First-time posters: please review the site's moderation policy

Good morning

I am an interpreting student and I am practicing with the following languages:

  • English
  • French
  • Italian
  • Portuguese (Brazil)
  • Japanese

My question is this: how many chances do i have with this combination?

asked 18 Jul, 02:44

memorex's gravatar image

memorex
1113

Hi Memorex Which is your native language? And what level of proficiency do you have in the others? Have you spent any time in the countries where those languages are spoken?

(18 Jul, 20:19) Andy

Well, my native language is Spanish. I have a intermediate level in English, French and Portuguese. In Italian, however, my level is Advanced. From all these 5 foreign languages, two of them are certified with a diploma (English and French - B1 level in both ones.) Well, in Japanese, I can not say much because I have recently started studying it a year ago. I have bever traveled abroad, but I have practiced them with native speakers of these languages here in my country.

That's all

sincerely

GUILLERMO ISAAC VILLAR MAMANI

(19 Jul, 03:34) memorex

Hi Guillermo, I think you need to separate out those languages into potential markets where you might work. So your opportunities might be something like as follows...

JP-ES : This is a combination that would require you to work into and out of JP and ES. Since you have only just started learning JP it's a very distant prospect. You might need to study JP for a few more years in Spain and then spend at least 2 years in Japan. It is also likely to be a very niche market when you're done.

ES-EN : The private market in Spain would require you to work into and out of EN and ES. It's a very competitive market but it's the logical one for you. You should know however that even C1 is not sufficient as a language level here - the CFRL simply does not cover the degree of language knowledge required for conference interpreting. AIIC recommend that you be able to speak your foreign language to a level equivalent to a educated (graduate) native speaker. If you are at B1 then you most likely need to spend at least 1 year in an English-speaking country. 2 years would be a better idea.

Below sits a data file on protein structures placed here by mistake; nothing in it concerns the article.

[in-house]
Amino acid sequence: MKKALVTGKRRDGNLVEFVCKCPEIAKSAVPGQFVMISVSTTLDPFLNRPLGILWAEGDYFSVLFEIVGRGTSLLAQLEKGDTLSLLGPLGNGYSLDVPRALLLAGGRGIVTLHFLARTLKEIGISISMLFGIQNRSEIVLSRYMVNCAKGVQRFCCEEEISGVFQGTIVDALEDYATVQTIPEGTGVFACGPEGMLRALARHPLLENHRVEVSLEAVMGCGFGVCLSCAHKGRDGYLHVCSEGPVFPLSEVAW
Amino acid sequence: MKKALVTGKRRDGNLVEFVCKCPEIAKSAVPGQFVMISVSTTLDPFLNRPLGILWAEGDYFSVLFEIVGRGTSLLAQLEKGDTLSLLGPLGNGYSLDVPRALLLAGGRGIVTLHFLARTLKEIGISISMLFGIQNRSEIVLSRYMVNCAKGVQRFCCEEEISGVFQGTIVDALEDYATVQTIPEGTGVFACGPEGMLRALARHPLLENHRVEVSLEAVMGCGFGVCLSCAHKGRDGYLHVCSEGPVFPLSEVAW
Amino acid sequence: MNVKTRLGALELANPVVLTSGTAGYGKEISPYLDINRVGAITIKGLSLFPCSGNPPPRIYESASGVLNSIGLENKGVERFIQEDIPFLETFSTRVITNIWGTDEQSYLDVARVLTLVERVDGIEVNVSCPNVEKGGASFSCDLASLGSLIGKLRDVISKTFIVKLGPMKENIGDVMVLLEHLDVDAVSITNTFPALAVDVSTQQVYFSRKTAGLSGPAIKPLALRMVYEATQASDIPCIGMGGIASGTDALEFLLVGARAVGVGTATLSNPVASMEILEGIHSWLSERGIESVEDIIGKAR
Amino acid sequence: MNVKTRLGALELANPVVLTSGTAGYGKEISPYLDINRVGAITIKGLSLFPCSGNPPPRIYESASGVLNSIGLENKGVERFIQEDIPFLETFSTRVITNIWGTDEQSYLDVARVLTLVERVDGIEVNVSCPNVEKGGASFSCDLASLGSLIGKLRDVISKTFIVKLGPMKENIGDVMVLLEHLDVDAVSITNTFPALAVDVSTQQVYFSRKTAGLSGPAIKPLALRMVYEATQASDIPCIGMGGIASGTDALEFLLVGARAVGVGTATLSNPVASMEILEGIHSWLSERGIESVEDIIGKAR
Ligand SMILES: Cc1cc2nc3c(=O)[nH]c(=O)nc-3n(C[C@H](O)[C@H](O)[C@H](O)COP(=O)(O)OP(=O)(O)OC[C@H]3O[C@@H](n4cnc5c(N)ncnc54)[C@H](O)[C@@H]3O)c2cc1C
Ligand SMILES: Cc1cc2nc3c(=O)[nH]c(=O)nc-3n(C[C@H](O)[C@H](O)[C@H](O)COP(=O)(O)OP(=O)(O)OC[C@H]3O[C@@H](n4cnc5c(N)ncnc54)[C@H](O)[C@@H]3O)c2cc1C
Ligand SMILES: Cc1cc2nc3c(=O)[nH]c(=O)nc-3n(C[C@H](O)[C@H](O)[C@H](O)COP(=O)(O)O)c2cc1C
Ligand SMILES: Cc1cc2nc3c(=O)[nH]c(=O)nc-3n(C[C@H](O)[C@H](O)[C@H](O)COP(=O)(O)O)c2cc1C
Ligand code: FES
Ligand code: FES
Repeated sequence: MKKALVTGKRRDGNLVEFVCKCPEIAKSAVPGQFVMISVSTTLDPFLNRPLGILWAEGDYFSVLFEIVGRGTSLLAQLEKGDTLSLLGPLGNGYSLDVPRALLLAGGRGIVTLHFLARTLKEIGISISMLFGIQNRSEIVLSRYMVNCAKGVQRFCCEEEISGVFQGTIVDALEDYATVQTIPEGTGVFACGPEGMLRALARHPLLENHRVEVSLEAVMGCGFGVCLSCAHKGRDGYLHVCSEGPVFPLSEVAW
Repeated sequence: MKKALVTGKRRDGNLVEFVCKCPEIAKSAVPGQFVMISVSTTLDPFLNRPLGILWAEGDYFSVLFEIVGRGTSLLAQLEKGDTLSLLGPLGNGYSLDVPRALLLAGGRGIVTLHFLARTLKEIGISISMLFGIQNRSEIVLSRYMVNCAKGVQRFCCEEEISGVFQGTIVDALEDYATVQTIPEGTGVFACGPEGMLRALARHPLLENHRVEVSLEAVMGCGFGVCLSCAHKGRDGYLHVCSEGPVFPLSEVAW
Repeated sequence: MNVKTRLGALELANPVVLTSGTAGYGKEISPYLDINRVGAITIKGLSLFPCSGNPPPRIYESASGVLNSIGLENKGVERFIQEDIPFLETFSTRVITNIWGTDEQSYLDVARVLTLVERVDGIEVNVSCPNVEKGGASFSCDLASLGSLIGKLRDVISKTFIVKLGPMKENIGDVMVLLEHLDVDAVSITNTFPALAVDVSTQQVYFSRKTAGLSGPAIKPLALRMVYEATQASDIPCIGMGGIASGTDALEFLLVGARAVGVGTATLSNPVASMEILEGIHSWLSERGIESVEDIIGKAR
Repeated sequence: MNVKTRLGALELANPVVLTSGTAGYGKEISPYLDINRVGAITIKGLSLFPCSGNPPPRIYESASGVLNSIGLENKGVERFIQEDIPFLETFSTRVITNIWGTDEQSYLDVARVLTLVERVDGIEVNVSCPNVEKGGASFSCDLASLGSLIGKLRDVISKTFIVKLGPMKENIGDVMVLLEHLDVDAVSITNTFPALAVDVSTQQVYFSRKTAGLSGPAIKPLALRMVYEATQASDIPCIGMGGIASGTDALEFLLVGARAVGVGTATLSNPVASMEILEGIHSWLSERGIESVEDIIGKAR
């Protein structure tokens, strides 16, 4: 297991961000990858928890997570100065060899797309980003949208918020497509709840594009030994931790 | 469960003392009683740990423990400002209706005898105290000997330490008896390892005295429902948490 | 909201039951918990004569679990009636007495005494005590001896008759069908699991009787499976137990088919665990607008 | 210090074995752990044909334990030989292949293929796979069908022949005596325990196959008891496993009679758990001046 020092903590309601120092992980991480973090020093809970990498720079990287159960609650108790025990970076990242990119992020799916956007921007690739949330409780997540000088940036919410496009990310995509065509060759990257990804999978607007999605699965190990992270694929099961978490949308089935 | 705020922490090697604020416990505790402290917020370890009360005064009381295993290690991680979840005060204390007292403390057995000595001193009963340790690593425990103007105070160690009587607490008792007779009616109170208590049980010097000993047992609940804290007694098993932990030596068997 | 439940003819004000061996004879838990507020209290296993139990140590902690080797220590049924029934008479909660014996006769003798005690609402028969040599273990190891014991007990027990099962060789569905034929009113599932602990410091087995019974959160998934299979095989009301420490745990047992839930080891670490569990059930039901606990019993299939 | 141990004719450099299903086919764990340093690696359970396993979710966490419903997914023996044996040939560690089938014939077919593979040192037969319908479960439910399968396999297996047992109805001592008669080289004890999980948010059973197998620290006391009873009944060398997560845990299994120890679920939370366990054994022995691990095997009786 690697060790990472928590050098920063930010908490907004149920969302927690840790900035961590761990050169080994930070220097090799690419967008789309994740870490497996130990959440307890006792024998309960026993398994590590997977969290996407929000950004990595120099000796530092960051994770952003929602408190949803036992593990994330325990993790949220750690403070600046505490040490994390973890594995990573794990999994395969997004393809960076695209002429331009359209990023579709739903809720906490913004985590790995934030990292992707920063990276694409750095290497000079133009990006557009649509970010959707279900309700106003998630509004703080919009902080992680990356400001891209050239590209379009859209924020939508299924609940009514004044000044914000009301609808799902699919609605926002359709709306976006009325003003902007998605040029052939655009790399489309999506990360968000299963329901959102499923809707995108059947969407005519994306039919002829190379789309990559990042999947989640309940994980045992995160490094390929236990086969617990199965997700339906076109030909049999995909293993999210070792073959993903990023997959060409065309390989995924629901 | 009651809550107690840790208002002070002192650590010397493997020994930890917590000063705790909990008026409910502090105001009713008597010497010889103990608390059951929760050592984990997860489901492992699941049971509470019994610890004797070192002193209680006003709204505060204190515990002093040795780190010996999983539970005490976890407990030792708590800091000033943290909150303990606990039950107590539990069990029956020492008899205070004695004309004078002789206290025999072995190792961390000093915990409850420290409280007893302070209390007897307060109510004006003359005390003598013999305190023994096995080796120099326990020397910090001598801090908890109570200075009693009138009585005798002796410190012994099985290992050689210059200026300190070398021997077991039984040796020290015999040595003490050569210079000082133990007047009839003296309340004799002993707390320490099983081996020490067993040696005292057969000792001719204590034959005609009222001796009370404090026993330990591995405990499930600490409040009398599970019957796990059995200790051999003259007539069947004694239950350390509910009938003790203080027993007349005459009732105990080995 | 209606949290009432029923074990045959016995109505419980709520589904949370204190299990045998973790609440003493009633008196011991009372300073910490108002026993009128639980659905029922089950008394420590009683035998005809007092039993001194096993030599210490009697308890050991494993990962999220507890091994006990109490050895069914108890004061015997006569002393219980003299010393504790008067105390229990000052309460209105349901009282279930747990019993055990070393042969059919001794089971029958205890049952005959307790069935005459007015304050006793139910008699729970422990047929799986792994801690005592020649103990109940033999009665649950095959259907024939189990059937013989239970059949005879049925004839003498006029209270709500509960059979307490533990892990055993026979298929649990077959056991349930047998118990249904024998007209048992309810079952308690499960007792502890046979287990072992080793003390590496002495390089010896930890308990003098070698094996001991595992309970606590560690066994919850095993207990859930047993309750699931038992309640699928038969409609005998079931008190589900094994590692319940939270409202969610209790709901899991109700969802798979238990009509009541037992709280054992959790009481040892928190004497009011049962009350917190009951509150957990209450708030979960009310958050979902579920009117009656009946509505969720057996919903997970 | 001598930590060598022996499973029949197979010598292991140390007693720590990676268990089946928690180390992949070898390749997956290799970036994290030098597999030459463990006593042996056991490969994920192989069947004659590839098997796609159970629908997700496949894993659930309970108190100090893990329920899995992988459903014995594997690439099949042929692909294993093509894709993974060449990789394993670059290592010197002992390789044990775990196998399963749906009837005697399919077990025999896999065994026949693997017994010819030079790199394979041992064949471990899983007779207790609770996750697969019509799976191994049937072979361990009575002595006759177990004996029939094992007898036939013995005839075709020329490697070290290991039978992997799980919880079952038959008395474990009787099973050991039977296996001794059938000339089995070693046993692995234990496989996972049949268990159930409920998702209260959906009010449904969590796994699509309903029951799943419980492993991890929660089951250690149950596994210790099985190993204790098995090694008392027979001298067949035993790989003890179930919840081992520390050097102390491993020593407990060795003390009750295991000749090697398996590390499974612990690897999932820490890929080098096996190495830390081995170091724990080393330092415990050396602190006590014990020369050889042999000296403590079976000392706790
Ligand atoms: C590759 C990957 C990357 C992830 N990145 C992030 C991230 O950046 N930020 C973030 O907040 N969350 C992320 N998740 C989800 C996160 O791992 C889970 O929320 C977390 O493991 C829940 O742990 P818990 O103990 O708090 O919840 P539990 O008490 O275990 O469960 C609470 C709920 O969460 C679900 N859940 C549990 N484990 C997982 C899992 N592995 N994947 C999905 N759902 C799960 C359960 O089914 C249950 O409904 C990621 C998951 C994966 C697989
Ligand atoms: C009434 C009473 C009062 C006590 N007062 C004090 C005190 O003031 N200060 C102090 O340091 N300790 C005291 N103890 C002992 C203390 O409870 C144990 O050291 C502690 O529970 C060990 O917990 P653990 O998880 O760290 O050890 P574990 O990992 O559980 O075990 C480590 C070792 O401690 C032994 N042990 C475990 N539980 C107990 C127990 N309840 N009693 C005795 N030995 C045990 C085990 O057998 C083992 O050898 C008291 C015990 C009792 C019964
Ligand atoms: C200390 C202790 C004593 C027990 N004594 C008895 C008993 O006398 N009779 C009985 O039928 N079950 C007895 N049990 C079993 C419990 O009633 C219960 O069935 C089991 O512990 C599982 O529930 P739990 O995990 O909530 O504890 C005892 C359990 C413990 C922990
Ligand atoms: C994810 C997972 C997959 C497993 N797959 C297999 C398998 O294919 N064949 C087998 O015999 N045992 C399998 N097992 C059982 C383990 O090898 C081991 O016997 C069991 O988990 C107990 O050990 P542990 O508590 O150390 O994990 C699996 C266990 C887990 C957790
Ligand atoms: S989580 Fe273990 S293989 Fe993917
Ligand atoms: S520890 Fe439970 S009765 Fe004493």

ES - EN, FR, IT, PT. This combination of several foreign languages into ES would be suited to the EU market. However, if your EN and FR are at B1 level then you need to spend at least 1 year in both a French- and English-speaking country. (And if you're aiming for the EU then logically those countries would also be in Europe. Canadian or African French would prepare you less well for the EU than French or Belgian French.) If your IT and PT are weaker then your EN and FR then you will need to study AND spend a year in Italy and Portugal.

My advice therefore would be to pick one of the above markets and then work on getting your languages up to the necessary level. When you've done that then enrol in a post-graduate conference interpreting course.

You've got quite a long road ahead of you, but it a fun one to travel.

Good luck

permanent link

answered 22 Jul, 05:50

Andy's gravatar image

Andy
6.8k212839

Your answer
toggle preview

Follow this question

By Email:

Once you sign in you will be able to subscribe for any updates here

By RSS:

Answers

Answers and Comments

Markdown Basics

  • *italic* or _italic_
  • **bold** or __bold__
  • link:[text](http://url.com/ "title")
  • image?![alt text](/path/img.jpg "title")
  • numbered list: 1. Foo 2. Bar
  • to add a line break simply add two spaces to where you would like the new line to be.
  • basic HTML tags are also supported

Question tags:

×79
×9

question asked: 18 Jul, 02:44

question was seen: 687 times

last updated: 22 Jul, 05:50

interpreting.info is a community-driven website open to anyone with questions and/or answers about interpreting, i.e. spoken language translation

about | faq | terms of use | privacy policy | content policy | disclaimer | contact us

This collaborative website is sponsored and hosted by AIIC, the International Association of Conference Interpreters.